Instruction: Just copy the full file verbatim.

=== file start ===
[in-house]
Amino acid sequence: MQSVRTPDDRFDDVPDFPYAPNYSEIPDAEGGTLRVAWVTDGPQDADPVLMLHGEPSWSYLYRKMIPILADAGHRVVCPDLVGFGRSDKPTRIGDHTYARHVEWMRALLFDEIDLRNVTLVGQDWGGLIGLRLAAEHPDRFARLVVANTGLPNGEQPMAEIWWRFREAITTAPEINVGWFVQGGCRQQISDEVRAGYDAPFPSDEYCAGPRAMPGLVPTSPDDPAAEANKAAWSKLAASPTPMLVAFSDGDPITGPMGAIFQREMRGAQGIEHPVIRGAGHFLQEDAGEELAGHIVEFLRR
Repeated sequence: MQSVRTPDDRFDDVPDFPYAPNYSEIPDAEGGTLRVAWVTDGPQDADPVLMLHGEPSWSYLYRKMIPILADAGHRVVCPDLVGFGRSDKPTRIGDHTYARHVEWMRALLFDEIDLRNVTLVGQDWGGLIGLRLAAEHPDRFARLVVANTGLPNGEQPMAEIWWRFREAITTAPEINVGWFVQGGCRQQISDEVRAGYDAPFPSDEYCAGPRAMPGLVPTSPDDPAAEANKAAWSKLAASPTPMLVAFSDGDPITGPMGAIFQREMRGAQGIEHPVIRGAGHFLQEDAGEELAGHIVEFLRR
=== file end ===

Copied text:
[in-house]
Amino acid sequence: MQSVRTPDDRFDDVPDFPYAPNYSEIPDAEGGTLRVAWVTDGPQDADPVLMLHGEPSWSYLYRKMIPILADAGHRVVCPDLVGFGRSDKPTRIGDHTYARHVEWMRALLFDEIDLRNVTLVGQDWGGLIGLRLAAEHPDRFARLVVANTGLPNGEQPMAEIWWRFREAITTAPEINVGWFVQGGCRQQISDEVRAGYDAPFPSDEYCAGPRAMPGLVPTSPDDPAAEANKAAWSKLAASPTPMLVAFSDGDPITGPMGAIFQREMRGAQGIEHPVIRGAGHFLQEDAGEELAGHIVEFLRR
Repeated sequence: MQSVRTPDDRFDDVPDFPYAPNYSEIPDAEGGTLRVAWVTDGPQDADPVLMLHGEPSWSYLYRKMIPILADAGHRVVCPDLVGFGRSDKPTRIGDHTYARHVEWMRALLFDEIDLRNVTLVGQDWGGLIGLRLAAEHPDRFARLVVANTGLPNGEQPMAEIWWRFREAITTAPEINVGWFVQGGCRQQISDEVRAGYDAPFPSDEYCAGPRAMPGLVPTSPDDPAAEANKAAWSKLAASPTPMLVAFSDGDPITGPMGAIFQREMRGAQGIEHPVIRGAGHFLQEDAGEELAGHIVEFLRR